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Old 09-25-2012, 02:43 PM   #1
wlssox524
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Default Fermentation/Bottling time variables

Hello--
I've been reading up on suggested timelines for fermentation time/bottling time and am looking to get a little clarification. I get that it's important to give an average gravity brew about 3 weeks in the bottles and a week in the fridge to condition.

My question is: does extra time in the fermentation bucket (by extra time I mean time beyond when fermentation has ended per my hydrometer readings) reduce the amount of time needed in the bottle to condition? For example, say my hydrometer indicates that fermentation is over after 1 week, I bottle at that point, and then give 3 weeks at 70F and 1 week in the fridge. If I instead gave it an extra week in the bucket would the need for conditioning time in the bottle be reduced? I understand that this is a bit subjective and the beer isn't magically ready at any one point but I'm looking for general guidance.

I ask because for a number of reasons I sometimes can't bottle until 2-4 weeks of time in the fermentation bucket and I'm wondering if in these situations I can cut down on the bottle conditioning time


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Old 09-25-2012, 02:54 PM   #2
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No. No matter how long you ferment the beer you are starting a little mini fermentation to get the carbonation. It will take the same time to bottle condition regardless of the fermentation times.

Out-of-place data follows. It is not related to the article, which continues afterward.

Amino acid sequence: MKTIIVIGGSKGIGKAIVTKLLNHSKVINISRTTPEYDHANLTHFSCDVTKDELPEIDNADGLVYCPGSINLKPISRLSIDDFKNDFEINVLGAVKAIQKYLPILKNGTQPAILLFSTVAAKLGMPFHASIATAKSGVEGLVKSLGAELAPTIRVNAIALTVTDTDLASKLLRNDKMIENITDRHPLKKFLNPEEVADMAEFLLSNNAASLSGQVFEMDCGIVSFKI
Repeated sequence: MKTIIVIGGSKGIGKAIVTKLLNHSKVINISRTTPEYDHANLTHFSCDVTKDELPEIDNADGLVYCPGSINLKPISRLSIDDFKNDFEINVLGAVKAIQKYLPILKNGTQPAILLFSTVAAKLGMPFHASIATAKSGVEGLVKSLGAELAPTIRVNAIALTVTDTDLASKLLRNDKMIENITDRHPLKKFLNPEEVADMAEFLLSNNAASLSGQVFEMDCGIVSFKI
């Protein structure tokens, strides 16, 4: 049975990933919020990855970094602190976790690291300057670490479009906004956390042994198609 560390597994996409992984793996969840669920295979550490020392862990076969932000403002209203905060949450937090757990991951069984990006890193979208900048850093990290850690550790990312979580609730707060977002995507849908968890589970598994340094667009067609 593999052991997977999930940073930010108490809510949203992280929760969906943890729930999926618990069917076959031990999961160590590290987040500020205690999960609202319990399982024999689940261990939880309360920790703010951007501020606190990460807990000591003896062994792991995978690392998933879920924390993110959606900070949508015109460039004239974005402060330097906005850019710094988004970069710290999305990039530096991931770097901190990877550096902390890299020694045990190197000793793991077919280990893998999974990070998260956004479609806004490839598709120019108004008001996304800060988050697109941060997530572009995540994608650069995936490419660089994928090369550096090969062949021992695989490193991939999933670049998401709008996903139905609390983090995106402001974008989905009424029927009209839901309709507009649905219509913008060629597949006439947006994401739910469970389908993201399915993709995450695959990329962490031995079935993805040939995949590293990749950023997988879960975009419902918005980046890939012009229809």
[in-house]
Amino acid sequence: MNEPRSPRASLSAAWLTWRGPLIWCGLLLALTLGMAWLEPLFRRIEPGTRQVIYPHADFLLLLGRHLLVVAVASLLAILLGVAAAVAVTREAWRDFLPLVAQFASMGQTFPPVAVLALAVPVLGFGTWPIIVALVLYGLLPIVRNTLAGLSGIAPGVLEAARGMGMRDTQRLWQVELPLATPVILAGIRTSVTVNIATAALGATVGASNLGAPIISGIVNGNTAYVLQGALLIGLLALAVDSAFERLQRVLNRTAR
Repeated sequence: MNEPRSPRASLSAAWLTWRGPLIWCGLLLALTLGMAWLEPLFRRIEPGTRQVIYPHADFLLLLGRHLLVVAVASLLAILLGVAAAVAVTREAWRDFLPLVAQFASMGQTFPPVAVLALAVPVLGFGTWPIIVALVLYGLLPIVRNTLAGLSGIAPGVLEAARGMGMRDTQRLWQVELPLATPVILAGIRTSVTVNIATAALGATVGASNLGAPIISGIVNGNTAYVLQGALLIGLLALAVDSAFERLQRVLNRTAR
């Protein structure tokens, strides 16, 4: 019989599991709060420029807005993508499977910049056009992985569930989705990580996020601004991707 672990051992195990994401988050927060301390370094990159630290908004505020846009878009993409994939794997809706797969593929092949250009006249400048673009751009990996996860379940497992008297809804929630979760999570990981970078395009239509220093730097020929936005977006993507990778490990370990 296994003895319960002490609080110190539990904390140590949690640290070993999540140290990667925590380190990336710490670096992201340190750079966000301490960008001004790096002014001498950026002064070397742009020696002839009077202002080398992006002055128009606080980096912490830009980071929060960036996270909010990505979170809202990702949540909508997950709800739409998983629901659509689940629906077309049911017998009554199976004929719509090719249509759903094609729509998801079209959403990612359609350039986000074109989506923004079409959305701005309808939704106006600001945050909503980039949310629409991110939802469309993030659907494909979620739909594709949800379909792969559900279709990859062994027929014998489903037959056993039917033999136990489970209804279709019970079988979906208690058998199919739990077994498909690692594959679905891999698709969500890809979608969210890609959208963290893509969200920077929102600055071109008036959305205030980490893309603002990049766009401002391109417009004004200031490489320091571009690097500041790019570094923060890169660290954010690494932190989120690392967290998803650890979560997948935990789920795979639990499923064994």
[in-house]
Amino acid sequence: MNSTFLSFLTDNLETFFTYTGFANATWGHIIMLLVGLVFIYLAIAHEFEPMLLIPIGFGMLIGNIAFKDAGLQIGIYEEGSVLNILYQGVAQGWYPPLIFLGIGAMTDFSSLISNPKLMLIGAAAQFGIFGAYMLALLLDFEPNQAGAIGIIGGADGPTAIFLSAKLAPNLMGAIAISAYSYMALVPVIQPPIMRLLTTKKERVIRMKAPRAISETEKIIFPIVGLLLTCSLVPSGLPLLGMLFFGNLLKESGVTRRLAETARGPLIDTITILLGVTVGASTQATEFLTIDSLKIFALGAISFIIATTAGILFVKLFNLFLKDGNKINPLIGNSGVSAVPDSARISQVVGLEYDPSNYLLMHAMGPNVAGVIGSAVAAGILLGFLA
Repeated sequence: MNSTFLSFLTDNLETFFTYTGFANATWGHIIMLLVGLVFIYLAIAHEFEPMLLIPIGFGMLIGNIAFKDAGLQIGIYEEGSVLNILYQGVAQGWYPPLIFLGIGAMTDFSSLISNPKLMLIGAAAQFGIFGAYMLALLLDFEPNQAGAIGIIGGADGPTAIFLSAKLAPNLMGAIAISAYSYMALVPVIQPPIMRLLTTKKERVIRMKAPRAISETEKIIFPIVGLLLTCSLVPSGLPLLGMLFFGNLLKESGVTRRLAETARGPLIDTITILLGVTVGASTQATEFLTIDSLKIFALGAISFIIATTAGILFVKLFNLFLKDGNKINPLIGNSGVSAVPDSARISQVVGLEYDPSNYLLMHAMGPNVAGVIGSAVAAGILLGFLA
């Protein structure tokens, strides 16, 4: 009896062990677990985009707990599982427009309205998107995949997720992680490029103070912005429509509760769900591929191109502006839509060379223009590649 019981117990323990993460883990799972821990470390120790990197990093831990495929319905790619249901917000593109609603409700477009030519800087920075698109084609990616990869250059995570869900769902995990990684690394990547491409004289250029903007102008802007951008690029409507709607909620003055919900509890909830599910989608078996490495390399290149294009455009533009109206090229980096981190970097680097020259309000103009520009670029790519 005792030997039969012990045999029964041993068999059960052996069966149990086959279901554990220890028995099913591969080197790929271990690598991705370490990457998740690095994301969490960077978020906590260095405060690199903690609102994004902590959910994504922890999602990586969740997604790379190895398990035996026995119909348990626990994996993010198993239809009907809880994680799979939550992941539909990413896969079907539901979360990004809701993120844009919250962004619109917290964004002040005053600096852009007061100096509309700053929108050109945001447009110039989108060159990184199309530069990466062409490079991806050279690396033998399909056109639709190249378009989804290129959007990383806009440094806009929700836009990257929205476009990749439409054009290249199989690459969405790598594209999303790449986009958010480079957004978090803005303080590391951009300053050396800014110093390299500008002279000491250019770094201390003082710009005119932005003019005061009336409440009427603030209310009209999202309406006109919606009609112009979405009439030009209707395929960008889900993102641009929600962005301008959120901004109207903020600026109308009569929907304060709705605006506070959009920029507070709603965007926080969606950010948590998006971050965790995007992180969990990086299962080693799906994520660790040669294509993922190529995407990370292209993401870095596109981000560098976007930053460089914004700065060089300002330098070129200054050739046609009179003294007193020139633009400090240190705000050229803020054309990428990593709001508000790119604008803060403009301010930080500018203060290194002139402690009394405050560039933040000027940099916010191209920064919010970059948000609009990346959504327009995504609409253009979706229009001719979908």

The yeast work on their own timetable. I have brewed similar recipes and used similar amounts of priming sugar. One will be carbonated at 2 weeks and another might take 3+. All of them have tasted better after 3 weeks.


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Old 09-25-2012, 02:54 PM   #3
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I find that the longer time in the fermenter give you better tasting beer that is also clearer. The yeast will work to clean up the beer. The bottle conditioning time is still the same because it takes time for the carbonation to develop and get absorbed into the beer.

I usually go 3-4 weeks in the fermenter, but often that is because I have several brews going so I am in no rush to get them in bottles. Bigger beers, like some of the Belgians I brew often go much longer.
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Old 09-25-2012, 03:16 PM   #4
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Thanks for the replies. A related question: I bottled my first batch on a Sunday and sampled a bottle 4 days later (that that Thursday) to see how things were going. The bottle was already pretty heavily carbonated--very bubbly mouthfeel and not in an entirely pleasant way. This was a Midwest Irish Red ale extract kit that I primed with the standard 5 oz corn sugar dissolved in boiled water. I know I should expect the beer to taste off/green that early on but would that much carbonation early on be a sign of something bad? It didn't gush and wasn't out of control but definitely more carbed than I was expecting
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Old 09-25-2012, 03:20 PM   #5
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As with most things in science and art (Brewing is a good bit of both) it depends. The time required for bottle conditioning is for fermentation of the sugars added just before bottling, for the purpose of carbonating the beer in the closed pressure of the bottle. Adding more time to the primary fermentation will not reduce the time needed to carbonate the beer especially since the sugars being fermented to create said carbonation haven't been added yet, and fermentation in your carboy/bucket/betterbottle is not pressurized, so the carbonation produced is escaping out of your airlock.